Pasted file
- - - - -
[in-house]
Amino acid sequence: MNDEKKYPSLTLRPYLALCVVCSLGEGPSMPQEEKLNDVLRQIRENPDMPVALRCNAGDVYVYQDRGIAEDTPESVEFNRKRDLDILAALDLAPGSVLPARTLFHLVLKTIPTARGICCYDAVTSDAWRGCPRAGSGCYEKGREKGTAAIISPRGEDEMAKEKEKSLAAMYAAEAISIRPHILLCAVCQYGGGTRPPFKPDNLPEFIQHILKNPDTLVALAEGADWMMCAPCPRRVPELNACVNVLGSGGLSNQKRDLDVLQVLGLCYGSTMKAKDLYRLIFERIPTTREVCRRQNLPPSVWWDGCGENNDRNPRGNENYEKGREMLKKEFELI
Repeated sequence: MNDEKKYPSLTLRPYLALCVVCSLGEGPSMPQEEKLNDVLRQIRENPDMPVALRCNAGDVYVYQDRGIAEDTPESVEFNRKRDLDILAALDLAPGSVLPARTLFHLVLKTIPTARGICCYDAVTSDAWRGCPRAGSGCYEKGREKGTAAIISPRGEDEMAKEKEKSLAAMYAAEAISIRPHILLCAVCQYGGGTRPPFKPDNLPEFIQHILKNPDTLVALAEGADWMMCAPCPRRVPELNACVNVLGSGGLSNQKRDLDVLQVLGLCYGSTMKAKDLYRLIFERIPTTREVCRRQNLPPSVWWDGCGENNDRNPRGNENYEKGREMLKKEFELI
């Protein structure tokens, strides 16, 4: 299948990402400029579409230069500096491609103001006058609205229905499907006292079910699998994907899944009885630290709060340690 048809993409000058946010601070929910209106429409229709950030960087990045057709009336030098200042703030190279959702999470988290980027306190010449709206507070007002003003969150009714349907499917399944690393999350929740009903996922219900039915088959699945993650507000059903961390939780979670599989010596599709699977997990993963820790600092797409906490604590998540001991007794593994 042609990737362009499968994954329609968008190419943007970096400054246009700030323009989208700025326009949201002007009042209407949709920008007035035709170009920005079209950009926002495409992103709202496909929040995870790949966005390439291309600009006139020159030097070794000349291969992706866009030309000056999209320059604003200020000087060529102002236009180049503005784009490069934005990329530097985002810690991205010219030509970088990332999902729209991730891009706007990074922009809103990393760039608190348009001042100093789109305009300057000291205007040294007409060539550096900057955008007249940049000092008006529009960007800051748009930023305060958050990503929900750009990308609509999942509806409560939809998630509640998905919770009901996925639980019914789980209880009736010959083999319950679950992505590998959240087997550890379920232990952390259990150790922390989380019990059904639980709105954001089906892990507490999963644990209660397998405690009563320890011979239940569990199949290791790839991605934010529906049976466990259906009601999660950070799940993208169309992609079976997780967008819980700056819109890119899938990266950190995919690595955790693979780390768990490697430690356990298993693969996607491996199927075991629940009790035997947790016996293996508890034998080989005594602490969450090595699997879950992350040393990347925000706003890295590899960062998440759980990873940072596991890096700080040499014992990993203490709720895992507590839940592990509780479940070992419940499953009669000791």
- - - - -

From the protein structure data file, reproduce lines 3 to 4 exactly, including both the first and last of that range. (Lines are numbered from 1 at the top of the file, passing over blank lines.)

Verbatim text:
Repeated sequence: MNDEKKYPSLTLRPYLALCVVCSLGEGPSMPQEEKLNDVLRQIRENPDMPVALRCNAGDVYVYQDRGIAEDTPESVEFNRKRDLDILAALDLAPGSVLPARTLFHLVLKTIPTARGICCYDAVTSDAWRGCPRAGSGCYEKGREKGTAAIISPRGEDEMAKEKEKSLAAMYAAEAISIRPHILLCAVCQYGGGTRPPFKPDNLPEFIQHILKNPDTLVALAEGADWMMCAPCPRRVPELNACVNVLGSGGLSNQKRDLDVLQVLGLCYGSTMKAKDLYRLIFERIPTTREVCRRQNLPPSVWWDGCGENNDRNPRGNENYEKGREMLKKEFELI
């Protein structure tokens, strides 16, 4: 299948990402400029579409230069500096491609103001006058609205229905499907006292079910699998994907899944009885630290709060340690 048809993409000058946010601070929910209106429409229709950030960087990045057709009336030098200042703030190279959702999470988290980027306190010449709206507070007002003003969150009714349907499917399944690393999350929740009903996922219900039915088959699945993650507000059903961390939780979670599989010596599709699977997990993963820790600092797409906490604590998540001991007794593994 042609990737362009499968994954329609968008190419943007970096400054246009700030323009989208700025326009949201002007009042209407949709920008007035035709170009920005079209950009926002495409992103709202496909929040995870790949966005390439291309600009006139020159030097070794000349291969992706866009030309000056999209320059604003200020000087060529102002236009180049503005784009490069934005990329530097985002810690991205010219030509970088990332999902729209991730891009706007990074922009809103990393760039608190348009001042100093789109305009300057000291205007040294007409060539550096900057955008007249940049000092008006529009960007800051748009930023305060958050990503929900750009990308609509999942509806409560939809998630509640998905919770009901996925639980019914789980209880009736010959083999319950679950992505590998959240087997550890379920232990952390259990150790922390989380019990059904639980709105954001089906892990507490999963644990209660397998405690009563320890011979239940569990199949290791790839991605934010529906049976466990259906009601999660950070799940993208169309992609079976997780967008819980700056819109890119899938990266950190995919690595955790693979780390768990490697430690356990298993693969996607491996199927075991629940009790035997947790016996293996508890034998080989005594602490969450090595699997879950992350040393990347925000706003890295590899960062998440759980990873940072596991890096700080040499014992990993203490709720895992507590839940592990509780479940070992419940499953009669000791």